This article is taken from the latest edition of Fladgate’s Fashion Update. Please email the marketing team on firstname.lastname@example.org to be added to the mailing list for future updates.
It’s not fair to say traditional media no longer have consumer appeal; after all the John Lewis Christmas ad makes its own headlines each year!
However, new technologies are creating ways for fashion retailers to connect with shoppers in a cheaper, more immediate manner.
Last year, Regent Street was the first street in Europe to adopt Beacon technology in each of its stores. Retailers, airports and shopping centres are increasingly adopting this evolving technology.
What is Beacon?
Beacons are small wireless devices which can be placed around stores to send electronic content to shoppers’ smartphones, using the shopper’s location in store and information on their buying preferences.
While the technology is still in fairly early stages, the possibilities seem endless.
Beacons in shop windows can send “push notifications” of offers to customers, encouraging them to enter stores.
In-store Beacons can transmit product information to direct shoppers to items matching their preferences. Beacons in mannequins can send information or customer reviews to smart phones when the shopper looks at the display.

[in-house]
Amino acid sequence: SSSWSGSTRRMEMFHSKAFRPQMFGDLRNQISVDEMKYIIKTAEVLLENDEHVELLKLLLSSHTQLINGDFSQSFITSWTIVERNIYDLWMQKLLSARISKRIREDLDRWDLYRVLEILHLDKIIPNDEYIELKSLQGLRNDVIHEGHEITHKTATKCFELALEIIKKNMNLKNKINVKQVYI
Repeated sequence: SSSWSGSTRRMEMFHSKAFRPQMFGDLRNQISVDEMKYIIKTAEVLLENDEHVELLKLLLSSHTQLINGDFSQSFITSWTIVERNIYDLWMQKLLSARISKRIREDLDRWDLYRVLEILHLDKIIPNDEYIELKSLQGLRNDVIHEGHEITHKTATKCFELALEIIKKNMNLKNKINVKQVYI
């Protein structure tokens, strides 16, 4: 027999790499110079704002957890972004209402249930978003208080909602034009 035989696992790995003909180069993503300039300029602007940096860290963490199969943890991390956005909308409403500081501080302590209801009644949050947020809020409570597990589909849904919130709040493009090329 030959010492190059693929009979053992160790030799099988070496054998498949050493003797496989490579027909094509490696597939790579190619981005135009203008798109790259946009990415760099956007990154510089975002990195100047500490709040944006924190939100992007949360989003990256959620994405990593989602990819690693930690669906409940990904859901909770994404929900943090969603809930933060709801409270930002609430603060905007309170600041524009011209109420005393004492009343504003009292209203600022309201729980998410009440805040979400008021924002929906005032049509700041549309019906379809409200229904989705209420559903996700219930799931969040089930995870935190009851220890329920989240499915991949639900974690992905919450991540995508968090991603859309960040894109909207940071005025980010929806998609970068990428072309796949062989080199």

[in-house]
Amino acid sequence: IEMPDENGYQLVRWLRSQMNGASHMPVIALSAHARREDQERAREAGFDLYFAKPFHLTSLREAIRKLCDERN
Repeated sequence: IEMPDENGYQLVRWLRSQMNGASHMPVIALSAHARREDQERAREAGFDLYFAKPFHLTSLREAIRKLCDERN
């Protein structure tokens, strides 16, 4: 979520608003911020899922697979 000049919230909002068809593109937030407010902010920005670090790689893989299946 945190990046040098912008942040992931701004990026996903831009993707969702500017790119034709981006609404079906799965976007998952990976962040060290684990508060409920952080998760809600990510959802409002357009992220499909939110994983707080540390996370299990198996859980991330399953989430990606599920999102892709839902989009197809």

Using similar technology, Burberry recently introduced tags in its garments, which transmit to interactive mirrors in store, showing matching runway footage when the shopper tries on the item.
The technology can build powerful profiles, which can combine information the customer uploads, with information on which stores are visited and even how long a shopper looks at an item.
In some stores, this information can be transmitted to store assistants’ iPads, helping them to serve the customer. Imagine walking into a shop where the assistant knows your name, likes and dislikes and even online purchasing history!
This arguably sounds great, in terms of offering personalised, interactive shopping experiences. However, retailers need to balance the perks with the danger of alienating shoppers with unwanted spam, adverts and intrusion.
What about data privacy?
With new technologies also come legal risks, particularly in relation to data privacy.
The Data Protection Act and the Privacy and Electronic Communication Regulations restrict how individuals’ data can be stored, used and shared – particularly when used for marketing purposes.
When collecting and handling customer data, our top tips are:
With safeguards in place, these new marketing technologies hold very exciting opportunities for retailers, brands and consumers.